>>Can we start a thread on the connection between art
>>& writing? I find myself
>>constantly asking teachers to provide written work
>>so we can collaborate.
As I mentioned in a previous e-mail, I started an Artful Reading class
last year with a class of third graders that I had been assigned to
tutor to help improve proficiency scores. I told my principal that I
would, but it had to be related to art. The Columbus Museum of Art has a
wonderful program called Artful Reading. The children visit the museum
after having had a docent come to the school and discuss what the
program and chosen art is about, or you use the prepartion packet
yourself. There they "read" particular pieces of art and answer and ask
some very thought provoking questions about the art and artist. I insist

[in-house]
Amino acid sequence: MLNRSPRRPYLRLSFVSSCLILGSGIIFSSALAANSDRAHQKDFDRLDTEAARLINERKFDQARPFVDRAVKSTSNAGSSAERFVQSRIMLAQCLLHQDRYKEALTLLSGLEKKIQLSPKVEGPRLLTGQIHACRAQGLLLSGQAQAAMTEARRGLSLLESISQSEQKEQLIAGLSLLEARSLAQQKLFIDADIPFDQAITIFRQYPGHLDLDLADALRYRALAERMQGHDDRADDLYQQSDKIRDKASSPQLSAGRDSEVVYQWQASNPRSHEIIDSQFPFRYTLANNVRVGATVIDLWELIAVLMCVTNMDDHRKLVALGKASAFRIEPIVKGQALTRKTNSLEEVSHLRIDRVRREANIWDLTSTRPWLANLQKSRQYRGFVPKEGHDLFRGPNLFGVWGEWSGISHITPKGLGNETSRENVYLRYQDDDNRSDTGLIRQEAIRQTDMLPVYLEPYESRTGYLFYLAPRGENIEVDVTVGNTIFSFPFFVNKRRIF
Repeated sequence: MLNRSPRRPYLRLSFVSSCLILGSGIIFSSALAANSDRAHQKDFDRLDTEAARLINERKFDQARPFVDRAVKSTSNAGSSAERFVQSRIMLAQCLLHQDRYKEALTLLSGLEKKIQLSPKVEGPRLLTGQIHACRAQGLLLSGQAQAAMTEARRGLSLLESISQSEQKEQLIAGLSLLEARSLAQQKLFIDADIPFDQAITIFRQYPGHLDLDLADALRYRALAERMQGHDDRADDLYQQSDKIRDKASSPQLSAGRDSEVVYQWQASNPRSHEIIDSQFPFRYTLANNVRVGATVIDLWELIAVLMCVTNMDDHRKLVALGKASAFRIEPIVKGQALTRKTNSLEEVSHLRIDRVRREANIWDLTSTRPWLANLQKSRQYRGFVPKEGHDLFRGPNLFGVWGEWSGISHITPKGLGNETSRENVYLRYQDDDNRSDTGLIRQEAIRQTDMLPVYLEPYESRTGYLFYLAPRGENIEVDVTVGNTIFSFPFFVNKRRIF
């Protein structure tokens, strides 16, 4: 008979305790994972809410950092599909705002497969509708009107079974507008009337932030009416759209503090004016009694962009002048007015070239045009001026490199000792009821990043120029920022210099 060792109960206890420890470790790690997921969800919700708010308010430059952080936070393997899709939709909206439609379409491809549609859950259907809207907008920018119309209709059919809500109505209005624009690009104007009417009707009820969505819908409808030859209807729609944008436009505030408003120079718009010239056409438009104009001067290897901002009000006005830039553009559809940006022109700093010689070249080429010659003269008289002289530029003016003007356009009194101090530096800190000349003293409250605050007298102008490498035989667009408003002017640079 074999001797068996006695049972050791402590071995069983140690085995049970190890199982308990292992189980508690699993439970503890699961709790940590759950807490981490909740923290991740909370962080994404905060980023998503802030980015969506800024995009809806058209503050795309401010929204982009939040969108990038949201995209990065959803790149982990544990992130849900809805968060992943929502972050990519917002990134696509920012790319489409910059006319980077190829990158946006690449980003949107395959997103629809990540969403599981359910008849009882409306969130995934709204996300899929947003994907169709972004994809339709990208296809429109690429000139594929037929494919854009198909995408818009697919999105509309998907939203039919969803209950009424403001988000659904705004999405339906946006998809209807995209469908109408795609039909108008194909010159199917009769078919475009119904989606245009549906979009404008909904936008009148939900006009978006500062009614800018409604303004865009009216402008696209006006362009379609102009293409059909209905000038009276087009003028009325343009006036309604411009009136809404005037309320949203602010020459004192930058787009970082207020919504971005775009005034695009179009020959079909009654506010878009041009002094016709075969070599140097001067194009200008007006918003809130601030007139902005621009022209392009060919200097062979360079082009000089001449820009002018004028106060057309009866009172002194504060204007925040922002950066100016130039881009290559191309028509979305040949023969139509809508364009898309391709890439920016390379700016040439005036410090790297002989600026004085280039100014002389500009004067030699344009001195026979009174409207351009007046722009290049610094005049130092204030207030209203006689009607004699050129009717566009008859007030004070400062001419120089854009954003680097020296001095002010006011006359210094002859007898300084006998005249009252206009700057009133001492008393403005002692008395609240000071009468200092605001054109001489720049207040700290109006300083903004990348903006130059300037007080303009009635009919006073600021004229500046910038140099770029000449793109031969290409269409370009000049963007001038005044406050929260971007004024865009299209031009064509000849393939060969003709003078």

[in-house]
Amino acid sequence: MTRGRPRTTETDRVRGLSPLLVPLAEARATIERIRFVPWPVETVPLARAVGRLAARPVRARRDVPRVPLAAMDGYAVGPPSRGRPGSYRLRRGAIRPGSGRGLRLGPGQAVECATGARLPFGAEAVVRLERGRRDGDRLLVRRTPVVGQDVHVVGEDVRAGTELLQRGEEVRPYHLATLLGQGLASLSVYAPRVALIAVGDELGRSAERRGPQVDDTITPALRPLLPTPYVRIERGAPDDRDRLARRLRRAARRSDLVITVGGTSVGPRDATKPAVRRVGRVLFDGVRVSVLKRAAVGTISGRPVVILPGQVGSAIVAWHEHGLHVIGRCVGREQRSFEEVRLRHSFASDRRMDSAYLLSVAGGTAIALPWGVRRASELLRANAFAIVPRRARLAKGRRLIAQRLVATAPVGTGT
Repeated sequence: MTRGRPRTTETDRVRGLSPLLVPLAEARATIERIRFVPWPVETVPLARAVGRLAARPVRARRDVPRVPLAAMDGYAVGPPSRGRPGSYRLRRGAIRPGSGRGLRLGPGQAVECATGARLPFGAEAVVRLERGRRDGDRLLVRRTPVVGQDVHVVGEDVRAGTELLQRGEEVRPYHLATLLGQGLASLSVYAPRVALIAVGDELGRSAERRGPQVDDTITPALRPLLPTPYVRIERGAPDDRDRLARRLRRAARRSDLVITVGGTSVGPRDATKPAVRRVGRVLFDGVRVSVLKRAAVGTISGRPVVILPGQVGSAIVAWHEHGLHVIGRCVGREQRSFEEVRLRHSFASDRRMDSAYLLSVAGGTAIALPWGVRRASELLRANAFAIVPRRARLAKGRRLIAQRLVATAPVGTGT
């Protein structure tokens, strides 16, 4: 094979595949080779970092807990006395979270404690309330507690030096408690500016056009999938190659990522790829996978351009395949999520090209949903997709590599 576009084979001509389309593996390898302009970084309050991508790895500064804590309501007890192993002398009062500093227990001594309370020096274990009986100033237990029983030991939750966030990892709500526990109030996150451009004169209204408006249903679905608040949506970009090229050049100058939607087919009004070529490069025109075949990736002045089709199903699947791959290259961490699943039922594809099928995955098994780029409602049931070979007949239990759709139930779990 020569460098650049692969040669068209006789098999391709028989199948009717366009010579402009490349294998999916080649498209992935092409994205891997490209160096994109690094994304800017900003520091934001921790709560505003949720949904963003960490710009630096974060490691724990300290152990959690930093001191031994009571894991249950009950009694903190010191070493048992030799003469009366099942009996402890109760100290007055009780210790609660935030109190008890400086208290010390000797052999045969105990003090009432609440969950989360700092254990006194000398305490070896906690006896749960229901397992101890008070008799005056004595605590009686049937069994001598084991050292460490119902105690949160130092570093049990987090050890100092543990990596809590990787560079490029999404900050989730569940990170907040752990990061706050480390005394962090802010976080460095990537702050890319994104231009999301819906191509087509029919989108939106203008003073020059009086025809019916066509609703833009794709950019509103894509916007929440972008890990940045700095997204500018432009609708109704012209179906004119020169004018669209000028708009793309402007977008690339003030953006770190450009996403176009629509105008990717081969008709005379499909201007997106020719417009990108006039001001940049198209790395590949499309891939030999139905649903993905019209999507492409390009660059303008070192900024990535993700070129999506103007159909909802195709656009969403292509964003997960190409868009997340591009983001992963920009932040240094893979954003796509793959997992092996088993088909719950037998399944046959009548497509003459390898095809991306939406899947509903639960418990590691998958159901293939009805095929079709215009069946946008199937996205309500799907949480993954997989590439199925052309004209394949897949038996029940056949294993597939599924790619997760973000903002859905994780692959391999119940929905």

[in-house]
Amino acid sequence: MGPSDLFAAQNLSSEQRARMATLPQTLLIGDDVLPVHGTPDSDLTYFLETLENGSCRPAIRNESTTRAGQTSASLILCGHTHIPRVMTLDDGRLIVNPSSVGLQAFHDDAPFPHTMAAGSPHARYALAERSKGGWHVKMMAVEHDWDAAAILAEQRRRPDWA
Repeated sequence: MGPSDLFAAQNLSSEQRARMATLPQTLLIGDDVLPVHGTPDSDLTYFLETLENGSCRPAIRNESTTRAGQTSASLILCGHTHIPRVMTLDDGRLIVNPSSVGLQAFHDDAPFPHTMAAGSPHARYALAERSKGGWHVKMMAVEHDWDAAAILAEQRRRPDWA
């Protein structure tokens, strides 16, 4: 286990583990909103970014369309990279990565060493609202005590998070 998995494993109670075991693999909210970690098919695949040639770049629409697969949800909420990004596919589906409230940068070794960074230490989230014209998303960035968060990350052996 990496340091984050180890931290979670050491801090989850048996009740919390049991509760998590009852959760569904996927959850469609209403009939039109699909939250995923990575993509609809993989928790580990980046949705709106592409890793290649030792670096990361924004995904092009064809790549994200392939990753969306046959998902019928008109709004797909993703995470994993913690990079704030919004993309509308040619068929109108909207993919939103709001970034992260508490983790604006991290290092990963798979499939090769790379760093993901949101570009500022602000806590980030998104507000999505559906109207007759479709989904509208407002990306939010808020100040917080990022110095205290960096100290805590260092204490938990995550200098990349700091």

that they use their artist's eyes to look at the work and use proper
artist's vocabulary (elements and principles) to describe the piece, in
addition to their emotional response.
After seeing several different examples and discussing them with the
docent, you travel to the Columbus Metropolitan Library, where we do the
exact opposite. Our librarian must have pulled 15 - 20 assorted versions
of the Three Little Pigs. Discussing the use of pictures to bring the
words to life, age appropriate book, feeling, etc. The kids were then
given three pieces of different colored paper and a glue stick and asked
to illustrate one scene from the book without using scissors, crayons,
pencils, etc. These were amazing!
We repeated this process in the classroom. They wrote about what art
meant to them in poetic form. They also did research papers on the
dinosaurs found in Wyoming and chose the Stegasaurus skeleton to
reproduce in clay.
I don't know how much their scores improved, but I don't think the kids
will ever forget that class. It gave them an opportunity to see me in a
different light, also. I really enjoyed it.